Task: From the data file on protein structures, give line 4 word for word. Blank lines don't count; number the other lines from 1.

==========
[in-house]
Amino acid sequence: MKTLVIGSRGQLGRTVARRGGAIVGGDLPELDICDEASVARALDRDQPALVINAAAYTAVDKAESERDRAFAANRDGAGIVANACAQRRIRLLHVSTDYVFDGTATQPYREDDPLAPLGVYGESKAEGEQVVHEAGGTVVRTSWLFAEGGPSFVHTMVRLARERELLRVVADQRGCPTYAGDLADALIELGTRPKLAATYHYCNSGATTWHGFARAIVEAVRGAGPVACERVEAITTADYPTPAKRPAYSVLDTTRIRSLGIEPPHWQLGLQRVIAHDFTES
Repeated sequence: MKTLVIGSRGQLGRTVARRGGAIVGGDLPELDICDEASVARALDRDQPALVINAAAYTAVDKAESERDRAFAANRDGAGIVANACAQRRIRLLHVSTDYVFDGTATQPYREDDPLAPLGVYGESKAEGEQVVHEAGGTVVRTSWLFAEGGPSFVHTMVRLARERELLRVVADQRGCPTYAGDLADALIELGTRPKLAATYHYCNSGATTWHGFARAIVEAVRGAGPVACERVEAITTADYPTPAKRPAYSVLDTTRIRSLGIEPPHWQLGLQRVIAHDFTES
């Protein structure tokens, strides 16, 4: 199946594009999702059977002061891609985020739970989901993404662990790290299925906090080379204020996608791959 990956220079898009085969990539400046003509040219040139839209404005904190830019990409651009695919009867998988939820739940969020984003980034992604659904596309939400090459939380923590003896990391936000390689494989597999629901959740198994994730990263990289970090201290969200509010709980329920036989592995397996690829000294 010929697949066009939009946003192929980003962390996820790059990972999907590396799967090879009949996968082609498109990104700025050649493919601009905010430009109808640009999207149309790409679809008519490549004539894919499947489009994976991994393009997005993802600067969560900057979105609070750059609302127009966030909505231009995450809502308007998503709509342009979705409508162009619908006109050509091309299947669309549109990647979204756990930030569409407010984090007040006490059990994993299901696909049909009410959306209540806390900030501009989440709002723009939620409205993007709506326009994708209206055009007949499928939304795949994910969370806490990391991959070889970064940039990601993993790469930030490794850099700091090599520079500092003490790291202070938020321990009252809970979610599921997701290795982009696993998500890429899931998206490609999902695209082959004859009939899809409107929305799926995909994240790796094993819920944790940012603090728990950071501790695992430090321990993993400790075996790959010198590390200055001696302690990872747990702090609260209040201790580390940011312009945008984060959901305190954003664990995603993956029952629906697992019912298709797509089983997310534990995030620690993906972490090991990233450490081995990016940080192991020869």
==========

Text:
């Protein structure tokens, strides 16, 4: 199946594009999702059977002061891609985020739970989901993404662990790290299925906090080379204020996608791959 990956220079898009085969990539400046003509040219040139839209404005904190830019990409651009695919009867998988939820739940969020984003980034992604659904596309939400090459939380923590003896990391936000390689494989597999629901959740198994994730990263990289970090201290969200509010709980329920036989592995397996690829000294 010929697949066009939009946003192929980003962390996820790059990972999907590396799967090879009949996968082609498109990104700025050649493919601009905010430009109808640009999207149309790409679809008519490549004539894919499947489009994976991994393009997005993802600067969560900057979105609070750059609302127009966030909505231009995450809502308007998503709509342009979705409508162009619908006109050509091309299947669309549109990647979204756990930030569409407010984090007040006490059990994993299901696909049909009410959306209540806390900030501009989440709002723009939620409205993007709506326009994708209206055009007949499928939304795949994910969370806490990391991959070889970064940039990601993993790469930030490794850099700091090599520079500092003490790291202070938020321990009252809970979610599921997701290795982009696993998500890429899931998206490609999902695209082959004859009939899809409107929305799926995909994240790796094993819920944790940012603090728990950071501790695992430090321990993993400790075996790959010198590390200055001696302690990872747990702090609260209040201790580390940011312009945008984060959901305190954003664990995603993956029952629906697992019912298709797509089983997310534990995030620690993906972490090991990233450490081995990016940080192991020869």